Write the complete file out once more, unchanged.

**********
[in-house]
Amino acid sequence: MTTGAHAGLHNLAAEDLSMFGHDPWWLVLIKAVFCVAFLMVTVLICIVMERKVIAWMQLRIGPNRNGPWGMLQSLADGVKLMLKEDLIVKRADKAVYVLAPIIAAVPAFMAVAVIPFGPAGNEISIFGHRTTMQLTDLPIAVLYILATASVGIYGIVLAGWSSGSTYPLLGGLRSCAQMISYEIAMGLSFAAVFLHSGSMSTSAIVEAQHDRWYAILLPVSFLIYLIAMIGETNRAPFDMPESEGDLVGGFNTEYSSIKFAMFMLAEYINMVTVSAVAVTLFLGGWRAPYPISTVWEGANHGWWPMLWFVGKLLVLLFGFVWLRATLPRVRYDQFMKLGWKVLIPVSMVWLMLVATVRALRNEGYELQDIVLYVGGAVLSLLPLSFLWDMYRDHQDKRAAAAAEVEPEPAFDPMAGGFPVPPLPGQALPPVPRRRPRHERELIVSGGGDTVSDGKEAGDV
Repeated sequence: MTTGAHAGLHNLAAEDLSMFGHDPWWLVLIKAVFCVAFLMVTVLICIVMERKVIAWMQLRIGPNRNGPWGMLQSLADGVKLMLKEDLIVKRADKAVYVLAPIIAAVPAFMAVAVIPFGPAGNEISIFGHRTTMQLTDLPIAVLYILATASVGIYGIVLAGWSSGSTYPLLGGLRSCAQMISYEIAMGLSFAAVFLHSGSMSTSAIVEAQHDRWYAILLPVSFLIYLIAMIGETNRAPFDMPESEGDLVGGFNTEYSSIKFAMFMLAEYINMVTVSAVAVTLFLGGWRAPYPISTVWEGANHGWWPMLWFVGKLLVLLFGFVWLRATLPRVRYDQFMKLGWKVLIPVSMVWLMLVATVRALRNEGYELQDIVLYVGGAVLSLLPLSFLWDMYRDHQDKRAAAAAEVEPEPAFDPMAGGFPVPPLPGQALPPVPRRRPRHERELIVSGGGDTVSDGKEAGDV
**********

[in-house]
Amino acid sequence: MTTGAHAGLHNLAAEDLSMFGHDPWWLVLIKAVFCVAFLMVTVLICIVMERKVIAWMQLRIGPNRNGPWGMLQSLADGVKLMLKEDLIVKRADKAVYVLAPIIAAVPAFMAVAVIPFGPAGNEISIFGHRTTMQLTDLPIAVLYILATASVGIYGIVLAGWSSGSTYPLLGGLRSCAQMISYEIAMGLSFAAVFLHSGSMSTSAIVEAQHDRWYAILLPVSFLIYLIAMIGETNRAPFDMPESEGDLVGGFNTEYSSIKFAMFMLAEYINMVTVSAVAVTLFLGGWRAPYPISTVWEGANHGWWPMLWFVGKLLVLLFGFVWLRATLPRVRYDQFMKLGWKVLIPVSMVWLMLVATVRALRNEGYELQDIVLYVGGAVLSLLPLSFLWDMYRDHQDKRAAAAAEVEPEPAFDPMAGGFPVPPLPGQALPPVPRRRPRHERELIVSGGGDTVSDGKEAGDV
Repeated sequence: MTTGAHAGLHNLAAEDLSMFGHDPWWLVLIKAVFCVAFLMVTVLICIVMERKVIAWMQLRIGPNRNGPWGMLQSLADGVKLMLKEDLIVKRADKAVYVLAPIIAAVPAFMAVAVIPFGPAGNEISIFGHRTTMQLTDLPIAVLYILATASVGIYGIVLAGWSSGSTYPLLGGLRSCAQMISYEIAMGLSFAAVFLHSGSMSTSAIVEAQHDRWYAILLPVSFLIYLIAMIGETNRAPFDMPESEGDLVGGFNTEYSSIKFAMFMLAEYINMVTVSAVAVTLFLGGWRAPYPISTVWEGANHGWWPMLWFVGKLLVLLFGFVWLRATLPRVRYDQFMKLGWKVLIPVSMVWLMLVATVRALRNEGYELQDIVLYVGGAVLSLLPLSFLWDMYRDHQDKRAAAAAEVEPEPAFDPMAGGFPVPPLPGQALPPVPRRRPRHERELIVSGGGDTVSDGKEAGDV